Google under the hood

Last week I, along with some other members of the public sector innovation network, got to hear from Alan Noble (Engineering Director, Google Australia) and a number of Google engineers talking about their approach to innovation.

Google is well known for its ability to innovate (for instance, see Dr Kastelle’s innovation matrix which describes firms where innovation is deeply embedded in the culture as ‘Google-like Innovators’) so it was interesting to hear from them on how they have integrated innovation into their work.

Some of the points made were:

  • Innovation is a process and not something that can be commanded

  • Innovation is non-linear and unpredictable

  • The role of organisations is to build the environment for innovation

  • At Google they try to provide the tools and platforms to allow people the space to play and to innovate

  • The role of managers is to facilitate their teams innovating

  • Small teams are agile teams

  • Trust is very important

  • You have to try things and experiment (a lot)

  • Constraint can encourage innovation as scarcity can makes things clear

  • Failure is a necessary part of the innovation process

One of the other things mentioned was Google’s guiding principles ‘10 things we know to be true’. These principles include: that if you focus on the user, all else will follow; that great just isn’t good enough; and you can be serious without a suit.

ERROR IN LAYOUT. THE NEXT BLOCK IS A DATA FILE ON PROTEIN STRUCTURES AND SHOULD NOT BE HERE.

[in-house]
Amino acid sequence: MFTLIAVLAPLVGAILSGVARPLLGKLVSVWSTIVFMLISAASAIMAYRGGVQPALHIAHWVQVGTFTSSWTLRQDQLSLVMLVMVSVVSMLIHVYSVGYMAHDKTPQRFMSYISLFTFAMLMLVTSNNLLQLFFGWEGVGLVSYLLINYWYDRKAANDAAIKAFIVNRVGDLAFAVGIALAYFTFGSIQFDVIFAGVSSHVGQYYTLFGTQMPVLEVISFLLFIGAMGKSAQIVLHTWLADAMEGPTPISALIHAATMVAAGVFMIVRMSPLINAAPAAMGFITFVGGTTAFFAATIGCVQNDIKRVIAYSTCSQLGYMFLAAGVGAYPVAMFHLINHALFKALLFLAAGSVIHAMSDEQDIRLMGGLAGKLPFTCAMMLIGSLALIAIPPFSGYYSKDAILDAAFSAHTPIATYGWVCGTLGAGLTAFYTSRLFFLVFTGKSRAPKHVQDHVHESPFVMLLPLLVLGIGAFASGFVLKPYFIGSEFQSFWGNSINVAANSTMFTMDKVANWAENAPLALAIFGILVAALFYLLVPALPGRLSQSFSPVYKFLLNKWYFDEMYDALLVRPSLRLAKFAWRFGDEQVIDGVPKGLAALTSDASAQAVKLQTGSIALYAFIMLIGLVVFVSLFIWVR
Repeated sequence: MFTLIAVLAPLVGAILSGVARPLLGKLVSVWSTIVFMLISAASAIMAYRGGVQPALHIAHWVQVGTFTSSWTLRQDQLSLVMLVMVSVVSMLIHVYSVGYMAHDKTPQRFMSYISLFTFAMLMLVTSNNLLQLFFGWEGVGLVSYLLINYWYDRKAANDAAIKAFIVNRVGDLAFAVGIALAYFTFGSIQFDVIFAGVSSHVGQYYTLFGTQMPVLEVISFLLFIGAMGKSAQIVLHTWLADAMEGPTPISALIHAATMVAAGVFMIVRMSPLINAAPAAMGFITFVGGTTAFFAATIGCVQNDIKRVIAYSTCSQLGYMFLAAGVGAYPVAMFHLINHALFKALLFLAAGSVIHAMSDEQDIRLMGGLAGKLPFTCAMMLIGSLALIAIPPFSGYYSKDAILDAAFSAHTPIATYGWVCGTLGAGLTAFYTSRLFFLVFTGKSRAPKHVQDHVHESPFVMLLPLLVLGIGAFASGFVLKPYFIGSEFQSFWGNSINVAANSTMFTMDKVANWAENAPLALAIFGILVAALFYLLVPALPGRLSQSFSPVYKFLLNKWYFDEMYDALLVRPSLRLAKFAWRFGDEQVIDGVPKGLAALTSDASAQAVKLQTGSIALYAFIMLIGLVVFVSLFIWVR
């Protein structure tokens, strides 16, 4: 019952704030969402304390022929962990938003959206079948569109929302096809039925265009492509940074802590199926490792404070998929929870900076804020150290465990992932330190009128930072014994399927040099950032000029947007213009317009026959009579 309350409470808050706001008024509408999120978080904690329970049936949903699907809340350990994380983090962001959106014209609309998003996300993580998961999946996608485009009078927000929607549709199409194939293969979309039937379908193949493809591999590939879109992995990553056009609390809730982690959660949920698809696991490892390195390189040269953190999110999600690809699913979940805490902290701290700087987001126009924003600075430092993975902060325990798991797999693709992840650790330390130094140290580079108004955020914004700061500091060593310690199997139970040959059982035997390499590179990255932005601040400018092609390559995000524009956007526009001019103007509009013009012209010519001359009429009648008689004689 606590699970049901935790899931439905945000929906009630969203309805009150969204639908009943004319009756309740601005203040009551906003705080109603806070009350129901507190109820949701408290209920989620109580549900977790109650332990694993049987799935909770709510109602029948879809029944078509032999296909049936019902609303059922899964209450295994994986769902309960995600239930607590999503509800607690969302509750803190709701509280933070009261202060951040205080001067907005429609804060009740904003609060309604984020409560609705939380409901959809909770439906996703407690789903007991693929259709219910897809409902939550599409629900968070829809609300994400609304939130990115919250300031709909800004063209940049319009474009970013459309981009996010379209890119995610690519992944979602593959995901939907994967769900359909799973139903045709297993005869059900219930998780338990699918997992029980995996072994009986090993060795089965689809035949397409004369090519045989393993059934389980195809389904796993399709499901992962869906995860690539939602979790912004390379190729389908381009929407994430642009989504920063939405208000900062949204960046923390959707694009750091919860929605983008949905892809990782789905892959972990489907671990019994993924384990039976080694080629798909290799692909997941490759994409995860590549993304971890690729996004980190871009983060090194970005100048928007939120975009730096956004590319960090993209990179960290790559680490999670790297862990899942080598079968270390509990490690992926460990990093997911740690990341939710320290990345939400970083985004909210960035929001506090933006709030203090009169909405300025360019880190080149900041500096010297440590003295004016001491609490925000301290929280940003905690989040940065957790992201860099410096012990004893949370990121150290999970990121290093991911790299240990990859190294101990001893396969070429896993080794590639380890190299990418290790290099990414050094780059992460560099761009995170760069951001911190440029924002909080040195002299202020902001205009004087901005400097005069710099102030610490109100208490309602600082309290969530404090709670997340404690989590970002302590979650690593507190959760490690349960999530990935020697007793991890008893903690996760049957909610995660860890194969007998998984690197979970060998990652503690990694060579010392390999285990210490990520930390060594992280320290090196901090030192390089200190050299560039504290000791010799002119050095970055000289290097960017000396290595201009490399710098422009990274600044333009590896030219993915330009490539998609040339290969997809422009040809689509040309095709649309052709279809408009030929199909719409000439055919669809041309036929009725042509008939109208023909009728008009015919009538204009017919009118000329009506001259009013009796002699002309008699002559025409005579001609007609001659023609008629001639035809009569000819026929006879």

On looking at these principles I also came across their 10 design principles. These include ‘Dare to innovate’ – “Google encourages innovative, risk-taking designs whenever they serve the needs of users. Our teams encourage new ideas to come out and play. Instead of just matching the features of existing products, Google wants to change the game.” [1. This quote is not covered by the Creative Commons licence or Commonwealth Copyright. From "Ten principles that contribute to a Googley user experience" accessed at on 1 December 2010.]

The APS has its Values which articulates our philosophy for the public service. But I was wondering – what could an APS philosophy for innovation look like? What should it look like?